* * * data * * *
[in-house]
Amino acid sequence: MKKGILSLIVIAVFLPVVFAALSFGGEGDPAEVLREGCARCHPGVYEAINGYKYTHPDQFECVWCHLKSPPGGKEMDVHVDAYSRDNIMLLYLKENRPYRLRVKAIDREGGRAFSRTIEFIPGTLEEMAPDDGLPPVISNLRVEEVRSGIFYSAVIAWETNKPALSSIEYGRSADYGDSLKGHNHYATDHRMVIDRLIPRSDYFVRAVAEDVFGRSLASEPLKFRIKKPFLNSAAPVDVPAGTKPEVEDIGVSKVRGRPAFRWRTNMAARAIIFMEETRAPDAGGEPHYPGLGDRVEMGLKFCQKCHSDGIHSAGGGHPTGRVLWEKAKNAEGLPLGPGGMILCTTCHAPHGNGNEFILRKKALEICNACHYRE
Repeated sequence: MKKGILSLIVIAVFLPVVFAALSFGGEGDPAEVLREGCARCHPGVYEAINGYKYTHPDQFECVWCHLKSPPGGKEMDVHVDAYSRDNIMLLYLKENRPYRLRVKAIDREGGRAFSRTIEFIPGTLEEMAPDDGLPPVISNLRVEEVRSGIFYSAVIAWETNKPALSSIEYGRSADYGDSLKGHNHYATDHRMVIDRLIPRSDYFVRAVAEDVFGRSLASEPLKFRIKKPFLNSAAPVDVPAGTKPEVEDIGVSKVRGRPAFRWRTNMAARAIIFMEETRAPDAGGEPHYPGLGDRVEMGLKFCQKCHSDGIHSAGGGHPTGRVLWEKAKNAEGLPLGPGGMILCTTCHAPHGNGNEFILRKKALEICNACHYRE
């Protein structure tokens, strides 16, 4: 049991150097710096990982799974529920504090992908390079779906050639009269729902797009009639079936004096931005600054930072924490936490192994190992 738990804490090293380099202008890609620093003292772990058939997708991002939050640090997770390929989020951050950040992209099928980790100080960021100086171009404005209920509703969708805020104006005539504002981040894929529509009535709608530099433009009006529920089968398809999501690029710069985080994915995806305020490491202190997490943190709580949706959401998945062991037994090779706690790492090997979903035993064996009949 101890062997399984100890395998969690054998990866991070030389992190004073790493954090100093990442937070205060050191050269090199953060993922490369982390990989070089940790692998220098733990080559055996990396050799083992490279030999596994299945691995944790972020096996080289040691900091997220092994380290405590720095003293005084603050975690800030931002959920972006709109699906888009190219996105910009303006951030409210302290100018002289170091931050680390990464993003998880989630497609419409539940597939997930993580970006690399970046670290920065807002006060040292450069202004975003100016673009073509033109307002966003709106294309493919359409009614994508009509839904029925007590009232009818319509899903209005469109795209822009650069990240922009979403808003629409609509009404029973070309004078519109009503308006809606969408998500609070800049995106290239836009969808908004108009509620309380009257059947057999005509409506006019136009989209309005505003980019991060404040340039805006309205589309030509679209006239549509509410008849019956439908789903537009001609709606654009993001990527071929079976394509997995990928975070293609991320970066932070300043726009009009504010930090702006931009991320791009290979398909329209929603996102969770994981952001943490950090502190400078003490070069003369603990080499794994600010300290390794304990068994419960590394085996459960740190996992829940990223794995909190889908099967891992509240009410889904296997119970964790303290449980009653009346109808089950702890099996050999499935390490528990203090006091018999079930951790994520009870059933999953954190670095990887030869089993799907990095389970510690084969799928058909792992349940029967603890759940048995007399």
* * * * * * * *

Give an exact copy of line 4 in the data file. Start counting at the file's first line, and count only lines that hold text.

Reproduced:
């Protein structure tokens, strides 16, 4: 049991150097710096990982799974529920504090992908390079779906050639009269729902797009009639079936004096931005600054930072924490936490192994190992 738990804490090293380099202008890609620093003292772990058939997708991002939050640090997770390929989020951050950040992209099928980790100080960021100086171009404005209920509703969708805020104006005539504002981040894929529509009535709608530099433009009006529920089968398809999501690029710069985080994915995806305020490491202190997490943190709580949706959401998945062991037994090779706690790492090997979903035993064996009949 101890062997399984100890395998969690054998990866991070030389992190004073790493954090100093990442937070205060050191050269090199953060993922490369982390990989070089940790692998220098733990080559055996990396050799083992490279030999596994299945691995944790972020096996080289040691900091997220092994380290405590720095003293005084603050975690800030931002959920972006709109699906888009190219996105910009303006951030409210302290100018002289170091931050680390990464993003998880989630497609419409539940597939997930993580970006690399970046670290920065807002006060040292450069202004975003100016673009073509033109307002966003709106294309493919359409009614994508009509839904029925007590009232009818319509899903209005469109795209822009650069990240922009979403808003629409609509009404029973070309004078519109009503308006809606969408998500609070800049995106290239836009969808908004108009509620309380009257059947057999005509409506006019136009989209309005505003980019991060404040340039805006309205589309030509679209006239549509509410008849019956439908789903537009001609709606654009993001990527071929079976394509997995990928975070293609991320970066932070300043726009009009504010930090702006931009991320791009290979398909329209929603996102969770994981952001943490950090502190400078003490070069003369603990080499794994600010300290390794304990068994419960590394085996459960740190996992829940990223794995909190889908099967891992509240009410889904296997119970964790303290449980009653009346109808089950702890099996050999499935390490528990203090006091018999079930951790994520009870059933999953954190670095990887030869089993799907990095389970510690084969799928058909792992349940029967603890759940048995007399």